This sculpture shows her poised and alert, with her head tilted slightly to her right, and one leg drawn over the lotus seat having two layers of petals. The other leg is extended and placed firmly over a lotus. Her right palm makes the boon-granting gesture (varada mudra), and holds the stem of a lotus blooming at her shoulder. Another flower is held by her left hand as she raises three fingers in the three-refuge gesture.
Every aspect of the goddess' form reveals the sculptor's in-depth study of the human anatomy. Each limb is proportionate to the whole body. The legs, fingers and waist, all are slim, expressing delicate femininity. A beauty which is not tantalizing but divine.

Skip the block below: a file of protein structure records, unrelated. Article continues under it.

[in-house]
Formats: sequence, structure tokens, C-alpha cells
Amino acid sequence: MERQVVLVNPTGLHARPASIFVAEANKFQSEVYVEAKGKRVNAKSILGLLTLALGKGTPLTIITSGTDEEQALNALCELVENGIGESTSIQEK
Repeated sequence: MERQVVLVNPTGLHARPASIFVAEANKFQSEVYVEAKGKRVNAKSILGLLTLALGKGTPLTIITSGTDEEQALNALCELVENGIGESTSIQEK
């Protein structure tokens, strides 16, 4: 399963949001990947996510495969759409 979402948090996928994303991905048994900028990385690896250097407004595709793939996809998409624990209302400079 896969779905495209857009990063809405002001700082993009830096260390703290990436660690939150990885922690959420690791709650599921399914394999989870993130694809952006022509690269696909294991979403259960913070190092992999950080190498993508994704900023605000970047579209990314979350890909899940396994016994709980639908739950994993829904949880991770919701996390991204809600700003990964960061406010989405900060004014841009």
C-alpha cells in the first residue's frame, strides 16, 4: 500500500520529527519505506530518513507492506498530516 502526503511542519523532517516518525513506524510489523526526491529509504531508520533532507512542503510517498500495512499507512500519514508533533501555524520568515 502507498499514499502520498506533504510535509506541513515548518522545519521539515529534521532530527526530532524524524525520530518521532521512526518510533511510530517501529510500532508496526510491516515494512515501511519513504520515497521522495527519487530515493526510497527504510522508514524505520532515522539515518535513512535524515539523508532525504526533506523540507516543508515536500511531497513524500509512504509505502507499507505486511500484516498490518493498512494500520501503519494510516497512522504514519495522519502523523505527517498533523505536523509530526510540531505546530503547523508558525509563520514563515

It is however Tara's face which lends expression to the entire composition. Introspective and serene, the charming face is crowned with a jeweled tiara having three crests.
The ears are adorned with large earrings shaped like flowers, known as 'Karnaphul.'
The almost rococo delicacy of the lotuses at her two sides heightens the feeling of a blossoming beauty.
This sculpture was first cast in copper and then bathed in silver. It was made in the city of Patan in Kathmandu Valley.